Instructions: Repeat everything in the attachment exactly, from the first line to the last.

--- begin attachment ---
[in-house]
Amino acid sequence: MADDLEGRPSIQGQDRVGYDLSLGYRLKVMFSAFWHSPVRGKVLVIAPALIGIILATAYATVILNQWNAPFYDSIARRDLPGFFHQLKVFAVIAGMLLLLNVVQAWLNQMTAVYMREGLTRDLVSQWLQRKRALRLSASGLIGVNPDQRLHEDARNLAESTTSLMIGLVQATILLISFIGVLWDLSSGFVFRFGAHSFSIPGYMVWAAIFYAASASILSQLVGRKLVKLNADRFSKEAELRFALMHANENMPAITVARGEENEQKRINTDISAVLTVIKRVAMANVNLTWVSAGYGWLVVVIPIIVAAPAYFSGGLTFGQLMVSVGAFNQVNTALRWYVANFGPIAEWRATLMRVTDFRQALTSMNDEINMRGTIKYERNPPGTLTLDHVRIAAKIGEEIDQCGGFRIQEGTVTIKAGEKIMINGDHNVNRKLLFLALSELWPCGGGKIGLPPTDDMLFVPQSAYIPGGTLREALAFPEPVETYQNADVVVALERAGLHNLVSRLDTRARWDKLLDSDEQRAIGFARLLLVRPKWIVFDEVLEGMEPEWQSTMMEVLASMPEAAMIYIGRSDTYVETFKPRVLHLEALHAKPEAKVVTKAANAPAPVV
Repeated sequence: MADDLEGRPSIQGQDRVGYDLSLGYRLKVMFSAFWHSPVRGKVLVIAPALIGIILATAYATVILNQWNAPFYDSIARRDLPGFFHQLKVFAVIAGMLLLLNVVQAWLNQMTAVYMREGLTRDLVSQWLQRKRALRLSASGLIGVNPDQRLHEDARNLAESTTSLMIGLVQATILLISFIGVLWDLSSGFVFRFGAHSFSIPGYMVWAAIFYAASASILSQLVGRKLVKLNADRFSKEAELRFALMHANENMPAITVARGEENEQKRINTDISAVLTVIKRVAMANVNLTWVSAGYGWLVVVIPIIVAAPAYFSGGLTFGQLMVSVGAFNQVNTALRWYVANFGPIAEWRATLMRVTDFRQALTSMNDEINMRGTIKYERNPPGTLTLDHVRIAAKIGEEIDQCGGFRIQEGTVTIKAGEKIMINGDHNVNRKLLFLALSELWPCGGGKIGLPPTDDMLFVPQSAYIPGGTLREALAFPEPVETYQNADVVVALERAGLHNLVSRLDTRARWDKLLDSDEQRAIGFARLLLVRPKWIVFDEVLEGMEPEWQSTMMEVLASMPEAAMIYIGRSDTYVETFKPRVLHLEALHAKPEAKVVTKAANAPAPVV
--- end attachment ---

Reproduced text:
[in-house]
Amino acid sequence: MADDLEGRPSIQGQDRVGYDLSLGYRLKVMFSAFWHSPVRGKVLVIAPALIGIILATAYATVILNQWNAPFYDSIARRDLPGFFHQLKVFAVIAGMLLLLNVVQAWLNQMTAVYMREGLTRDLVSQWLQRKRALRLSASGLIGVNPDQRLHEDARNLAESTTSLMIGLVQATILLISFIGVLWDLSSGFVFRFGAHSFSIPGYMVWAAIFYAASASILSQLVGRKLVKLNADRFSKEAELRFALMHANENMPAITVARGEENEQKRINTDISAVLTVIKRVAMANVNLTWVSAGYGWLVVVIPIIVAAPAYFSGGLTFGQLMVSVGAFNQVNTALRWYVANFGPIAEWRATLMRVTDFRQALTSMNDEINMRGTIKYERNPPGTLTLDHVRIAAKIGEEIDQCGGFRIQEGTVTIKAGEKIMINGDHNVNRKLLFLALSELWPCGGGKIGLPPTDDMLFVPQSAYIPGGTLREALAFPEPVETYQNADVVVALERAGLHNLVSRLDTRARWDKLLDSDEQRAIGFARLLLVRPKWIVFDEVLEGMEPEWQSTMMEVLASMPEAAMIYIGRSDTYVETFKPRVLHLEALHAKPEAKVVTKAANAPAPVV
Repeated sequence: MADDLEGRPSIQGQDRVGYDLSLGYRLKVMFSAFWHSPVRGKVLVIAPALIGIILATAYATVILNQWNAPFYDSIARRDLPGFFHQLKVFAVIAGMLLLLNVVQAWLNQMTAVYMREGLTRDLVSQWLQRKRALRLSASGLIGVNPDQRLHEDARNLAESTTSLMIGLVQATILLISFIGVLWDLSSGFVFRFGAHSFSIPGYMVWAAIFYAASASILSQLVGRKLVKLNADRFSKEAELRFALMHANENMPAITVARGEENEQKRINTDISAVLTVIKRVAMANVNLTWVSAGYGWLVVVIPIIVAAPAYFSGGLTFGQLMVSVGAFNQVNTALRWYVANFGPIAEWRATLMRVTDFRQALTSMNDEINMRGTIKYERNPPGTLTLDHVRIAAKIGEEIDQCGGFRIQEGTVTIKAGEKIMINGDHNVNRKLLFLALSELWPCGGGKIGLPPTDDMLFVPQSAYIPGGTLREALAFPEPVETYQNADVVVALERAGLHNLVSRLDTRARWDKLLDSDEQRAIGFARLLLVRPKWIVFDEVLEGMEPEWQSTMMEVLASMPEAAMIYIGRSDTYVETFKPRVLHLEALHAKPEAKVVTKAANAPAPVV